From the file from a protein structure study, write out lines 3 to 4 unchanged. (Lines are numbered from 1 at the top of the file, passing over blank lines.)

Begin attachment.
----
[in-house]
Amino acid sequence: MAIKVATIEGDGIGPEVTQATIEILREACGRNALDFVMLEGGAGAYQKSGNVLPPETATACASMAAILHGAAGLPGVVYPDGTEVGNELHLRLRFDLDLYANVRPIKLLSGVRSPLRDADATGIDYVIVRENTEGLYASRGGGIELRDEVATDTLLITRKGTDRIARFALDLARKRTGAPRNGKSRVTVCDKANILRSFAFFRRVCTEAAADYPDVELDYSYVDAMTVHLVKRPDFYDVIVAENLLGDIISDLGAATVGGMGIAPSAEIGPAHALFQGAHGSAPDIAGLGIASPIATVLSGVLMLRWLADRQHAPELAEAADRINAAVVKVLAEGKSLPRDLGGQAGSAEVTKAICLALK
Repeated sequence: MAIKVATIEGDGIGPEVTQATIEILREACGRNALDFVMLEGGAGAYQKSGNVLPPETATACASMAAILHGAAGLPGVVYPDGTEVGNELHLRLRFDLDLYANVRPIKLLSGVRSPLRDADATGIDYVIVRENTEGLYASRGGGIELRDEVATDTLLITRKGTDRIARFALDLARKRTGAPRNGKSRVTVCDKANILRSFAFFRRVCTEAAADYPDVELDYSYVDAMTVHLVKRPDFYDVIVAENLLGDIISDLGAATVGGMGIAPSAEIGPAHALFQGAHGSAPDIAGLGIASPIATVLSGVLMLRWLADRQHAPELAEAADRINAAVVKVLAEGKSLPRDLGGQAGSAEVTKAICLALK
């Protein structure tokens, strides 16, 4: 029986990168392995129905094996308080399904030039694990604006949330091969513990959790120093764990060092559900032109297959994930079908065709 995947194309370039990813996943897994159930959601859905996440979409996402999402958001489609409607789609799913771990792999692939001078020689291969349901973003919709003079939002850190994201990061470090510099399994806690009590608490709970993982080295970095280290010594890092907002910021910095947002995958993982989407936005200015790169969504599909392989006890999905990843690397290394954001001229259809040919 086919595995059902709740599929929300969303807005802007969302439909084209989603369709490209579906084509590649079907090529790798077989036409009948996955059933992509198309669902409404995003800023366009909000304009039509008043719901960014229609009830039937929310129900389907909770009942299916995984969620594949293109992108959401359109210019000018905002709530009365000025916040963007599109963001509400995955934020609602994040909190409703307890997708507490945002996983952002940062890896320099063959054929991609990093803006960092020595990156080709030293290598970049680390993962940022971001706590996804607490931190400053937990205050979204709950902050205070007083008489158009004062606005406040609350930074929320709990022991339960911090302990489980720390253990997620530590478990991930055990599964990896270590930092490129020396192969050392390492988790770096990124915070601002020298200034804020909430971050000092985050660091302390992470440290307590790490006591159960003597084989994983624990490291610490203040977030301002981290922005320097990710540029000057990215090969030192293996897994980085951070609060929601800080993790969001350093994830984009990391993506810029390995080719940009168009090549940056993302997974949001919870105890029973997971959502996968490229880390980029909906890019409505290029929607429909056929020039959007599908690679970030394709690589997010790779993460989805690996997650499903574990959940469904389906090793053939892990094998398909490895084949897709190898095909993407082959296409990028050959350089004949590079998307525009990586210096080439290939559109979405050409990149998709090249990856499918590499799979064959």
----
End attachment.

Repeated sequence: MAIKVATIEGDGIGPEVTQATIEILREACGRNALDFVMLEGGAGAYQKSGNVLPPETATACASMAAILHGAAGLPGVVYPDGTEVGNELHLRLRFDLDLYANVRPIKLLSGVRSPLRDADATGIDYVIVRENTEGLYASRGGGIELRDEVATDTLLITRKGTDRIARFALDLARKRTGAPRNGKSRVTVCDKANILRSFAFFRRVCTEAAADYPDVELDYSYVDAMTVHLVKRPDFYDVIVAENLLGDIISDLGAATVGGMGIAPSAEIGPAHALFQGAHGSAPDIAGLGIASPIATVLSGVLMLRWLADRQHAPELAEAADRINAAVVKVLAEGKSLPRDLGGQAGSAEVTKAICLALK
């Protein structure tokens, strides 16, 4: 029986990168392995129905094996308080399904030039694990604006949330091969513990959790120093764990060092559900032109297959994930079908065709 995947194309370039990813996943897994159930959601859905996440979409996402999402958001489609409607789609799913771990792999692939001078020689291969349901973003919709003079939002850190994201990061470090510099399994806690009590608490709970993982080295970095280290010594890092907002910021910095947002995958993982989407936005200015790169969504599909392989006890999905990843690397290394954001001229259809040919 086919595995059902709740599929929300969303807005802007969302439909084209989603369709490209579906084509590649079907090529790798077989036409009948996955059933992509198309669902409404995003800023366009909000304009039509008043719901960014229609009830039937929310129900389907909770009942299916995984969620594949293109992108959401359109210019000018905002709530009365000025916040963007599109963001509400995955934020609602994040909190409703307890997708507490945002996983952002940062890896320099063959054929991609990093803006960092020595990156080709030293290598970049680390993962940022971001706590996804607490931190400053937990205050979204709950902050205070007083008489158009004062606005406040609350930074929320709990022991339960911090302990489980720390253990997620530590478990991930055990599964990896270590930092490129020396192969050392390492988790770096990124915070601002020298200034804020909430971050000092985050660091302390992470440290307590790490006591159960003597084989994983624990490291610490203040977030301002981290922005320097990710540029000057990215090969030192293996897994980085951070609060929601800080993790969001350093994830984009990391993506810029390995080719940009168009090549940056993302997974949001919870105890029973997971959502996968490229880390980029909906890019409505290029929607429909056929020039959007599908690679970030394709690589997010790779993460989805690996997650499903574990959940469904389906090793053939892990094998398909490895084949897709190898095909993407082959296409990028050959350089004949590079998307525009990586210096080439290939559109979405050409990149998709090249990856499918590499799979064959």